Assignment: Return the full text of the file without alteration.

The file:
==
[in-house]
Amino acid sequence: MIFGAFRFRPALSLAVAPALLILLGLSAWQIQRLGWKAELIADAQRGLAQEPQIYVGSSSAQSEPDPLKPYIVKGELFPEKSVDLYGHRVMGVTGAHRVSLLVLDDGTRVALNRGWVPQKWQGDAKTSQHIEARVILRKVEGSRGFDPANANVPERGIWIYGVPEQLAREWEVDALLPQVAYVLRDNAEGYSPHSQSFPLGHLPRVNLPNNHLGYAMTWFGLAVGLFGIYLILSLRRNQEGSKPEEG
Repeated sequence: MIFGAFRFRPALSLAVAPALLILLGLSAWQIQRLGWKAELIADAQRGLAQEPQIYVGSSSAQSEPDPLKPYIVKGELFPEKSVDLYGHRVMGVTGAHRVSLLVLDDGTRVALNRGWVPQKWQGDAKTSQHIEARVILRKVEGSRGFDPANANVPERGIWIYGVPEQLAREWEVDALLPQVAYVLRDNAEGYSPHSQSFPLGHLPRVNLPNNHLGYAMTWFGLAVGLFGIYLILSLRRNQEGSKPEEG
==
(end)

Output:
[in-house]
Amino acid sequence: MIFGAFRFRPALSLAVAPALLILLGLSAWQIQRLGWKAELIADAQRGLAQEPQIYVGSSSAQSEPDPLKPYIVKGELFPEKSVDLYGHRVMGVTGAHRVSLLVLDDGTRVALNRGWVPQKWQGDAKTSQHIEARVILRKVEGSRGFDPANANVPERGIWIYGVPEQLAREWEVDALLPQVAYVLRDNAEGYSPHSQSFPLGHLPRVNLPNNHLGYAMTWFGLAVGLFGIYLILSLRRNQEGSKPEEG
Repeated sequence: MIFGAFRFRPALSLAVAPALLILLGLSAWQIQRLGWKAELIADAQRGLAQEPQIYVGSSSAQSEPDPLKPYIVKGELFPEKSVDLYGHRVMGVTGAHRVSLLVLDDGTRVALNRGWVPQKWQGDAKTSQHIEARVILRKVEGSRGFDPANANVPERGIWIYGVPEQLAREWEVDALLPQVAYVLRDNAEGYSPHSQSFPLGHLPRVNLPNNHLGYAMTWFGLAVGLFGIYLILSLRRNQEGSKPEEG